remove related objects from list c

The setup lends itself to finding a solution where converting a pointer to an iterator is a constant-time operation. Boost.Intrusive offers this feature. This will require changes to your code though; if you were not careful about encapsulation, these changes might be significant. A boost::intrusive::list is functionally similar to a std::list, but requires some changes to your data structure. This option might not be for everyone.

Another feature of Boost.Intrusive is that sometimes you do not need to explicitly convert a pointer to an iterator. If you enable auto-unlinking, then the actual deletion from the list happens behind the scenes in a destructor. This is not a good option if you need to get the size of your list in constant time, though. (Nothing in the question indicates that getting the size of the list is needed, so I’ll go ahead with this approach.)

If you had a container of objects, I might let you work through the documentation for the intrusive list. However, your use of pointers makes the conversion potentially confusing, so I’ll walk through the setup. The setup begins with the following.

#include <boost/intrusive/list.hpp>

// Shorten the needed boost namespace.
namespace bi = boost::intrusive;

Since the list of high-level objects contains pointers, an auxiliary structure is needed. We need what amounts to a pointer that derives from a class provided by Boost. (I will proceed assuming that the objects created in CallbackAttachLowLevelObject() must be destroyed in CallbackDetachLowLevelObject(). Hence, I’ve changed the raw pointer to a smart pointer.)

#include <memory>
#include <utility>

// The auxiliary structure that will be stored in the high level list:
// The hook supplies the intrusive infrastructure.
// The link_mode enables auto-unlinking.
class ListEntry :  public bi::list_base_hook< bi::link_mode<bi::auto_unlink> >
    // The expected way to construct this.
    explicit ListEntry(std::unique_ptr<HighLevelObject> && p) : ptr(std::move(p)) {}
    // Another option would be to forward parameters for constructing HighLevelObject,
    // and have the constructor call make_unique. I'll leave that as an exercise.
    // Make this class look like a pointer to HighLevelObject.
    const std::unique_ptr<HighLevelObject> & operator->() const { return ptr; }
    HighLevelObject& operator*() const { return *ptr; }

    std::unique_ptr<HighLevelObject> ptr;

The definition of the list becomes the following. We need to specify non-constant time size() to allow auto-unlinking.

bi::list<ListEntry, bi::constant_time_size<false>> high_level_objects_list;

These changes require some changes to the “attach” callback. I’ll present them before going on to the “detach” callback.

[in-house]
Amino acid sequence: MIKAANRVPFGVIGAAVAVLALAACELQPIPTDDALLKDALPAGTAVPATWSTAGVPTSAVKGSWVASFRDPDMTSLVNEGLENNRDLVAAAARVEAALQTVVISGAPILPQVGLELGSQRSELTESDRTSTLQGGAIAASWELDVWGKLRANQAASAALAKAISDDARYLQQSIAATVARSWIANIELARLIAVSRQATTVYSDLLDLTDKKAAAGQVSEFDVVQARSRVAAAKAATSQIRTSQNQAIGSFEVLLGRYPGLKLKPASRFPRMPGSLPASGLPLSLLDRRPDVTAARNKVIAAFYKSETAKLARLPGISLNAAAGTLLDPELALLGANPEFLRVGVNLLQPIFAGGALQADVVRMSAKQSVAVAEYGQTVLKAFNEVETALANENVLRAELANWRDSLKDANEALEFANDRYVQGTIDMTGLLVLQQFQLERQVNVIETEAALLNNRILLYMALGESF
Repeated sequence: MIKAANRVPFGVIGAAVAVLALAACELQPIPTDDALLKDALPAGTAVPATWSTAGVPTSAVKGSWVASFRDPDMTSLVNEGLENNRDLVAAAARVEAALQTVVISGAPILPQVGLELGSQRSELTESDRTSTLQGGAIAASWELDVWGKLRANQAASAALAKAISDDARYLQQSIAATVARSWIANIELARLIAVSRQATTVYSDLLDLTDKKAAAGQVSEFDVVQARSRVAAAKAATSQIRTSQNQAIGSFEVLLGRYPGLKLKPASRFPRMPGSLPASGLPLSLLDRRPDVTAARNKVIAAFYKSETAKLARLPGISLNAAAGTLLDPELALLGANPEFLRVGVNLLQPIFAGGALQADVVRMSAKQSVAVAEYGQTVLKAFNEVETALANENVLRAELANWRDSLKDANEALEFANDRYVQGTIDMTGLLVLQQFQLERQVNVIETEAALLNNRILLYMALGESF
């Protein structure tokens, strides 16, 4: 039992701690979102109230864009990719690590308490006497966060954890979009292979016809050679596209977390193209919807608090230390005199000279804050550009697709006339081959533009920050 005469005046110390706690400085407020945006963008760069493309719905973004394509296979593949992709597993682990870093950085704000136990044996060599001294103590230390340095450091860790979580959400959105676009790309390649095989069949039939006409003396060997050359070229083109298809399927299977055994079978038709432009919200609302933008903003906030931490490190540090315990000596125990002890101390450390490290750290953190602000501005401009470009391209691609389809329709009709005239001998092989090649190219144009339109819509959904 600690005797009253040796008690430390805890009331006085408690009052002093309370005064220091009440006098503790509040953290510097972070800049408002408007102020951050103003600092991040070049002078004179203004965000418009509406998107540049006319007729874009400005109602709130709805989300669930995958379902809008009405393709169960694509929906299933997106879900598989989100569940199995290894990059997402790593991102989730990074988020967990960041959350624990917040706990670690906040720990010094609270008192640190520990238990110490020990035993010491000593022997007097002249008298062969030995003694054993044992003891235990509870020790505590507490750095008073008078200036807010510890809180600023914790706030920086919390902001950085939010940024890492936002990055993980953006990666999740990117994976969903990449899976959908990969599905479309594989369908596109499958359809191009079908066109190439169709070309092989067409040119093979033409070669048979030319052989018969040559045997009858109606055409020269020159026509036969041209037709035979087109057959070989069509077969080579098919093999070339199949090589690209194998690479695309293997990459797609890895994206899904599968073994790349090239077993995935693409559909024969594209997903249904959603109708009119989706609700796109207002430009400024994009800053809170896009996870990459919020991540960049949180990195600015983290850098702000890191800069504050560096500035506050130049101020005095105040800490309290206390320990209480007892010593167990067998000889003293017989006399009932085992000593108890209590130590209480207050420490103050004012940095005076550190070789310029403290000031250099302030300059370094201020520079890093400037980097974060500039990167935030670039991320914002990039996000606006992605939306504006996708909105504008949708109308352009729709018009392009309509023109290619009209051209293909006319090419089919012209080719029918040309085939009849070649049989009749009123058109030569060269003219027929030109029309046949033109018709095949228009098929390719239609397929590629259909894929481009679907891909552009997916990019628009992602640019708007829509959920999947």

// Callback that notifies when LowLevelObject* is added to low_level_objects_list.
void CallbackAttachLowLevelObject(LowLevelObject* low_level_object) {
    // Dynamically allocate the entry, in addition to allocating the high level object.
    ListEntry * entry = new ListEntry(std::make_unique<HighLevelObject>());
    (*entry)->low_level_object = low_level_object; // Double indirection needed here.
    low_level_object->variable = entry;
    high_level_objects_list.push_back(*entry);     // Intentional indirection here!

With this prep work, the cleanup is in your destructors, as is appropriate for RAII. Your “detach” just has to initiate the process. One line suffices.

void CallbackDetachLowLevelObject(LowLevelObject* low_level_object) {
    delete static_cast<ListEntry *>(low_level_object->variable);

There (appropriately) is not enough context in the question to explain why the high level list is of pointers instead of being of objects. One potential reason is that the high-level object is polymorphic, and the use of pointers avoids slicing. If this is the case (or if there is not a good reason for using pointers), an intrusive list could be designed with less impact on existing code. The caveat here is that changes to HighLevelObject are required.

The initial setup is the same as before.

#include <boost/intrusive/list.hpp>

// Shorten the needed boost namespace.
namespace bi = boost::intrusive;

Next, have HighLevelObject derive from the hook.

class HighLevelObject : public bi::list_base_hook< bi::link_mode<bi::auto_unlink> > {
    LowLevelObject* low_level_object;

In this situation, the list is of HighLevelObjects, not of pointers, nor of pointer stand-ins.

bi::list<HighLevelObject, bi::constant_time_size<false>> high_level_objects_list;

The “attach” callback reverts to almost what is in the question. The one change to this function is that the object itself is pushed into the list, not a pointer. This is why slicing is not a problem; it’s not a copy that is added to the list, but the object itself.

    high_level_objects_list.push_back(*high_level_object);  // Intentional indirection!

The rest of your code might work as-is. We just need the “detach” callback, which again is a one-liner.

void CallbackDetachLowLevelObject(LowLevelObject* low_level_object) {
    delete static_cast<HighLevelObject *>(low_level_object->variable);

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